Today I saw a post over at Anandtech about Western Digital’s new 500GB Hybrid Hard drive. Now, you may not be a fan of hybrid drives for whatever reason; maybe its because the write speeds are lower or the cache is all t0o often too small. Maybe the data management software doesn’t write over unneeded information but rather nukes its copy of your boot files, slowing down your next few boots to regular HDD speeds. Maybe you own a powder-blue Toyota Pruis and realise that no-one will buy anything second-hand that has the “Hybrid” moniker attached to it (and if you somehow do own a powder-blue Prius, there’s no hope for you). However, for all the drawbacks we may be able to point out, hybrid drives have made their mark and are here to stay.
But where are the limits of traditional hard drive storage? Platters are getting denser and denser but performance isn’t any more improved from the previous generation. As more manufacturers follow Apple’s thinking by integrating solid state drives in ever-smaller form factors using special connectors, there’s less incentive for drive manufacturers to make smaller versions of their products to fit into Ultrabooks and tablets.
Western Digital’s hard drive seems to be going in the opposite direction, thinning down their 500GB drives to a mere 5mm on a single platter and 7mm for the 1TB model. The new drives come in two families, with the Caviar Blue eschewing the flash storage to fall into cheaper price points and the Black featuring up to 32GB of NAND storage. In the Ultrabook and tablet space, preference is given to models that have instant-on capabilities and fix the problem, or rather the perception, that laptops are slower than their desktop counterparts (performance-wise they are, but you’ll be hard pressed to see the difference today). Having faster flash storage makes you forget how slow the hardware you’re working on actually is. Sadly, most solid state drives in laptops and Ultrabooks today are either capped at 128GB to fall in budget, or are priced so far out of the realm of sensibility with drive sizes reaching up to 768GB.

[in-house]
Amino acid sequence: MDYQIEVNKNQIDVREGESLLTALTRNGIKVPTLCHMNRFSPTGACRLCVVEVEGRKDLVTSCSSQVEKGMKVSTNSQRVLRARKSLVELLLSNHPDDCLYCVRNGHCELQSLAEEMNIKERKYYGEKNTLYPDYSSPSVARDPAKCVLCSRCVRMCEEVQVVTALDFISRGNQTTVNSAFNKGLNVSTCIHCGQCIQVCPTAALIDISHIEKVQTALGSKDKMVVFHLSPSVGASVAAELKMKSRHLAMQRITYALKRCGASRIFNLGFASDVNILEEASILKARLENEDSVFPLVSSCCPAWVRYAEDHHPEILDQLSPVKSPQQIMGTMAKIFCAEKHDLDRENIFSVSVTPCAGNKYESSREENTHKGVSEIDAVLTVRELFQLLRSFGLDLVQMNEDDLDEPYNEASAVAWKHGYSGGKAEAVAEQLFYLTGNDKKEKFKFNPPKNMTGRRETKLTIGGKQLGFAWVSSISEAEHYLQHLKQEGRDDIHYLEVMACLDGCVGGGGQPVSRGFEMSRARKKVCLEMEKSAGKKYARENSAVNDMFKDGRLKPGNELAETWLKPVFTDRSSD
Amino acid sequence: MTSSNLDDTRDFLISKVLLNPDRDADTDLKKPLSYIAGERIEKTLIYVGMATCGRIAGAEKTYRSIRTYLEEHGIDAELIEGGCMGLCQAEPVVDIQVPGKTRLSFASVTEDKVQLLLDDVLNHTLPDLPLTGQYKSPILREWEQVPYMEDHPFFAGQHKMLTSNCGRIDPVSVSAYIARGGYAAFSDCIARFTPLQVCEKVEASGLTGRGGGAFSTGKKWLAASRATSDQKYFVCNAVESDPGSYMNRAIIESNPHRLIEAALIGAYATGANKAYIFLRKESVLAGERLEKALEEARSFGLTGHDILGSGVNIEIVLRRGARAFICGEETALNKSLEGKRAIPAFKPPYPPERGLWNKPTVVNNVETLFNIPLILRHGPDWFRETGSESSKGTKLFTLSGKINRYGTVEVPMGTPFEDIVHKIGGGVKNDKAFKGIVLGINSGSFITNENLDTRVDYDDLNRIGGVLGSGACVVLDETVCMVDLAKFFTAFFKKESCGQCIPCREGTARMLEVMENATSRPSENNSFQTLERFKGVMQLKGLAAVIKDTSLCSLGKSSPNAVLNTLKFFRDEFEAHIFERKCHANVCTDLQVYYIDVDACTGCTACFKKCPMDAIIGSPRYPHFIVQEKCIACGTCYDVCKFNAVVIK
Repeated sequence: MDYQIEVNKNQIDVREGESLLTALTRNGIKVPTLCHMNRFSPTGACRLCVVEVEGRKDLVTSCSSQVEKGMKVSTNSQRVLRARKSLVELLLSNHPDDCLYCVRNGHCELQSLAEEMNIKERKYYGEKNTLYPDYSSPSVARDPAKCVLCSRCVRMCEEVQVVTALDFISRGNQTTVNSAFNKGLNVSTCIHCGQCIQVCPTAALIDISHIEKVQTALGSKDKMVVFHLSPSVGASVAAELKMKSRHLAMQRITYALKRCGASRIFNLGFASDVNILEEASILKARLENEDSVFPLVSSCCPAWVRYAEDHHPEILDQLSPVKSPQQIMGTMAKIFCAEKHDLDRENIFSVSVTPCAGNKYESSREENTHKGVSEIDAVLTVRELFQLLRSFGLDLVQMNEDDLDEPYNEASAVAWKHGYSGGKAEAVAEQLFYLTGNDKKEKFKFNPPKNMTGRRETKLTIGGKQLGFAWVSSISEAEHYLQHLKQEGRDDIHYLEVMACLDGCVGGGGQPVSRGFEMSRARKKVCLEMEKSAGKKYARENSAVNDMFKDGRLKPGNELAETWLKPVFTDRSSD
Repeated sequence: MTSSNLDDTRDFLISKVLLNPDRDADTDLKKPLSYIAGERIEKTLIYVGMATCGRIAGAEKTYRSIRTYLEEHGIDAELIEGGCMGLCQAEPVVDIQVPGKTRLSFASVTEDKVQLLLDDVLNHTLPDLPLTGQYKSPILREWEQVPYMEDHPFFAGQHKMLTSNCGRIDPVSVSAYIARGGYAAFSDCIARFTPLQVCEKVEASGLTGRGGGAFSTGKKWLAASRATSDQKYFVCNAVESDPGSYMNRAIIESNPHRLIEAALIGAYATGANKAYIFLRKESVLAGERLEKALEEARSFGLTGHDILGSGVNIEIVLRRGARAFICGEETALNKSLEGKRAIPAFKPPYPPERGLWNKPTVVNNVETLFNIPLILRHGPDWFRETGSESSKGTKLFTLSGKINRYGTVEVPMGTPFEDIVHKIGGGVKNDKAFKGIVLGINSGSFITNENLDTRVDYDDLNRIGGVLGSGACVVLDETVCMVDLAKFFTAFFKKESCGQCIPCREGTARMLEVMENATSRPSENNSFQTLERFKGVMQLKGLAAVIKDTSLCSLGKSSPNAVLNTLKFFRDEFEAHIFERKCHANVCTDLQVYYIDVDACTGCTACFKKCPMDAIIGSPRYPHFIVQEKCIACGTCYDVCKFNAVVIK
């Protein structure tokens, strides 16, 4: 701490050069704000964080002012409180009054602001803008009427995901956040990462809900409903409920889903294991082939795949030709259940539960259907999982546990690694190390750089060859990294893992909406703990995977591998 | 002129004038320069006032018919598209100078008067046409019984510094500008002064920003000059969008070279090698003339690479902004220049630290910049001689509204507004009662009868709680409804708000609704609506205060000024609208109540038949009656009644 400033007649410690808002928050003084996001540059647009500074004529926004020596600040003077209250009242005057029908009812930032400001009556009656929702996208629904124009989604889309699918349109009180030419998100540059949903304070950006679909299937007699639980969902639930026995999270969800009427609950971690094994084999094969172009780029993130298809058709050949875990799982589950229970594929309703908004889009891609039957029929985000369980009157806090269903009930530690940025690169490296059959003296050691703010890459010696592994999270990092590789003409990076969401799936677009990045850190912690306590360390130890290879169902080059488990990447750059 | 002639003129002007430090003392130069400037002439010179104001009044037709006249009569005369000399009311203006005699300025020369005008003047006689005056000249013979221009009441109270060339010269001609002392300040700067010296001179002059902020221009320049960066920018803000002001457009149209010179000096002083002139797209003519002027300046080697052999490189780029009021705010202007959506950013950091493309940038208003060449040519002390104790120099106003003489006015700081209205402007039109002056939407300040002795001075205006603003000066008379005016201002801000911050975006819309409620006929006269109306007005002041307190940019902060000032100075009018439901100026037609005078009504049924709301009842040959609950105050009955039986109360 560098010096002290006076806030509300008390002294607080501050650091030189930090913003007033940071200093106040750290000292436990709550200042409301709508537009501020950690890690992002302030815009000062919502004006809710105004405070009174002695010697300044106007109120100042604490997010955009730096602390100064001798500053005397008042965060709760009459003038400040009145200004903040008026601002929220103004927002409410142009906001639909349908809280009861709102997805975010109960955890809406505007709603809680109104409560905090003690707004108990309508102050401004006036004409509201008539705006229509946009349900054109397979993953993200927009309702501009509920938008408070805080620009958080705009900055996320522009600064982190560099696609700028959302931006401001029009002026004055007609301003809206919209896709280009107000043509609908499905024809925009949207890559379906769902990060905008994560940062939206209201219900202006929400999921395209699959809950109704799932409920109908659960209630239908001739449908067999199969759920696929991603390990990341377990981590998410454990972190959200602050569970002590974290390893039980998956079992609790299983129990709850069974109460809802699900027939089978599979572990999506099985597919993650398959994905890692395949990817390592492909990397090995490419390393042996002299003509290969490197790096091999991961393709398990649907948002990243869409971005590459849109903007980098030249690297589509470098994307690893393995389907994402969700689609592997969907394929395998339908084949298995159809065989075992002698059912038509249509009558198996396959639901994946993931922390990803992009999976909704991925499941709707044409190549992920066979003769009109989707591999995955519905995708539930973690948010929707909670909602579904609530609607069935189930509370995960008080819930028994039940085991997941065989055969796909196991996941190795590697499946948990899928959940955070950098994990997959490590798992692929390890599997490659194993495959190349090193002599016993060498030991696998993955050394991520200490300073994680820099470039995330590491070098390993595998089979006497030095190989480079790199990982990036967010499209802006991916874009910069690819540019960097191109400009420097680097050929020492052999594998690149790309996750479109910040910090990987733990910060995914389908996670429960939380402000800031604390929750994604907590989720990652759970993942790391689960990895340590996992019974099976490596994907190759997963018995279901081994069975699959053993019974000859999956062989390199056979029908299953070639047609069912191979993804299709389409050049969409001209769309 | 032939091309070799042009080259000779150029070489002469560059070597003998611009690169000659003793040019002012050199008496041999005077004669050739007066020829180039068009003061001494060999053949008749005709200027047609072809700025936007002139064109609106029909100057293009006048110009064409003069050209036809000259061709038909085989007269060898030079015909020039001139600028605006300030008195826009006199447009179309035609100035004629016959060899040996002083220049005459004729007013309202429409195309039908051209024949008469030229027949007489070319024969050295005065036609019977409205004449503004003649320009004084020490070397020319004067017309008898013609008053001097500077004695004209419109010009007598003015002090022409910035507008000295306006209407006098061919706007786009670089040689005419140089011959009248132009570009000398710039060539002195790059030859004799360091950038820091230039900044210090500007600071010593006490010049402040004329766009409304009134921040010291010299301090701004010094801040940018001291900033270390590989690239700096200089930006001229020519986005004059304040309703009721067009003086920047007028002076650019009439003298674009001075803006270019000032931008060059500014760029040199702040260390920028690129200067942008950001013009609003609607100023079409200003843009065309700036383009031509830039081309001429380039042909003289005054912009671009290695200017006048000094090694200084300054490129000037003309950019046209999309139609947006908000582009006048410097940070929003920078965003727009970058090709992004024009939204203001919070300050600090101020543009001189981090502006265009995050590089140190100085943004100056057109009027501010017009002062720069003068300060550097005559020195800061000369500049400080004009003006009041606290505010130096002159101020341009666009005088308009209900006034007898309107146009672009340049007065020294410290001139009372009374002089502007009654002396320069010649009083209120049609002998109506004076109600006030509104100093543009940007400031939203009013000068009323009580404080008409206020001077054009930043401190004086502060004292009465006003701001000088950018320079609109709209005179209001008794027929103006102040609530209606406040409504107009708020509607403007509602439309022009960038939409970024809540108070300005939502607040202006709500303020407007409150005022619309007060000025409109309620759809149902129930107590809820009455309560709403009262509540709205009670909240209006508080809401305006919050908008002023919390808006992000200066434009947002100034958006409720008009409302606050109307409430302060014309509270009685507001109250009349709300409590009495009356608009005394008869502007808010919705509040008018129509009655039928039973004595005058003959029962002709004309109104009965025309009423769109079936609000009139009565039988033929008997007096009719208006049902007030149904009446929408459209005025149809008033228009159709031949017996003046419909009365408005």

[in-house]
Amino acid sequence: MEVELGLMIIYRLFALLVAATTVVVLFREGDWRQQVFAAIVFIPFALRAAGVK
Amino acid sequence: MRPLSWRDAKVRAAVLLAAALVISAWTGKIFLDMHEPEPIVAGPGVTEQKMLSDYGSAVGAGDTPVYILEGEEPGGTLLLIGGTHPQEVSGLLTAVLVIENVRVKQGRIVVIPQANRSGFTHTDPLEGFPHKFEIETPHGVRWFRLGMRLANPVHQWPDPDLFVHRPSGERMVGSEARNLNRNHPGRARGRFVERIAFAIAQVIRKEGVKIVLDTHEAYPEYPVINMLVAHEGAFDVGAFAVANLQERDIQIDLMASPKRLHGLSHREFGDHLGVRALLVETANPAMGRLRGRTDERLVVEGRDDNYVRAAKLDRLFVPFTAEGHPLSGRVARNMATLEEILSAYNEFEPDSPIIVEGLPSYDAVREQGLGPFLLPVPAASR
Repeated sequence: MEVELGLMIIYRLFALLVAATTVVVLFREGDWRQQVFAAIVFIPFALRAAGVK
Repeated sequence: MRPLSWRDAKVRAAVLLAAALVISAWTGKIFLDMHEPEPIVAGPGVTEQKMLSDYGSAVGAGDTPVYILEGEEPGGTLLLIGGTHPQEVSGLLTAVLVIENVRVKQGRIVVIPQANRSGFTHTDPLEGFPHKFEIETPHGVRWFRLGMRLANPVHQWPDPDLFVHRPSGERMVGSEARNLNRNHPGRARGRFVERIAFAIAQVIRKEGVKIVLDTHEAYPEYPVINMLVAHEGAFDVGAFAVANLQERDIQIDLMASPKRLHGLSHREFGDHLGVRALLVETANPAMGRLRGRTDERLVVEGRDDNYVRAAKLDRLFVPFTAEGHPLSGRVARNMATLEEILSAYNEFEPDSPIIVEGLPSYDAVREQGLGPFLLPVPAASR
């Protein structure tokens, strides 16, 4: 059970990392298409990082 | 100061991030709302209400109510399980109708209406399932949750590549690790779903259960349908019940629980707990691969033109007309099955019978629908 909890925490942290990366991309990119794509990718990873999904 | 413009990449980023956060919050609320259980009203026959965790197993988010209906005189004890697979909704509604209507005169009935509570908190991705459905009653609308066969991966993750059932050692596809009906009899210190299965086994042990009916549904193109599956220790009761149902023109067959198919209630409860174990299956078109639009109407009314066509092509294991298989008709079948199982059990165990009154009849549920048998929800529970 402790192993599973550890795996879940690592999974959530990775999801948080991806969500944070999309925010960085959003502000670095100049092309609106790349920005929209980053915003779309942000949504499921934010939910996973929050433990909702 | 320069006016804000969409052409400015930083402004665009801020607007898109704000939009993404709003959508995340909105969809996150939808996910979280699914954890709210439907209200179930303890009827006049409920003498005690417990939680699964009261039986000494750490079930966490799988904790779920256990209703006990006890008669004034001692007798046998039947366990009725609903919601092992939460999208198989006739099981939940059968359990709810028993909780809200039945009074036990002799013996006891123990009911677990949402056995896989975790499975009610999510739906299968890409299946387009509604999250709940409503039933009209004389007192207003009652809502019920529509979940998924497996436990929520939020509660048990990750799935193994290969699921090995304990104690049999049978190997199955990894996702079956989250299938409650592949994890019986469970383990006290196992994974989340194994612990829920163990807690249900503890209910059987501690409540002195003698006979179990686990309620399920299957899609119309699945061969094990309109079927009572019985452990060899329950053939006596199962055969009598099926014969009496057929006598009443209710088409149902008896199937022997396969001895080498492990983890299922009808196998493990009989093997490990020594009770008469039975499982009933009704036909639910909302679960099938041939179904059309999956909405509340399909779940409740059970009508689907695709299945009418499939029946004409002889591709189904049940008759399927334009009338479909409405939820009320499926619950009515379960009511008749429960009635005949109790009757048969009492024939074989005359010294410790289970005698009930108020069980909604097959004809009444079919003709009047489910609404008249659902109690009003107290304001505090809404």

Will hybrid drives of this sort fix both problems of flash storage in one fell swoop? Traditionally, per-GB prices of solid state drives are still pretty high, in the region of around R10 for 1GB of unformatted storage space. A cheaper hybrid drive, using 1.8″-size internal platters and up to 32GB of moderately fast flash chips, could address the lack of storage space on Ultrabooks while still offering the instant-on capabilities they boast as well as the slimmer form factor. After all, most users won’t reach the 32GB size limit for the caching part of the drive unless the files they’re loading reach gigabytes in size.
Its all much of a muchness, I guess, since these hybrid drives won’t be seen in the retail sector for quite some time. The specialised connector, for example, isn’t seen anywhere outside the enterprise market where connectors of that type are used with 1.8″ drives, making it hugely expensive. Western Digital hasn’t mentioned anything in the lines of speed or performance, suggesting that even for this technology the drives will be stuck at 4200rpm to save on power.
Time will tell if this will take off and with the ever-increasing popularity of Ultrabooks and the promise of superior experiences with Windows 8-based Hybrid tablets, there’s certainly a market where this drive could excel.
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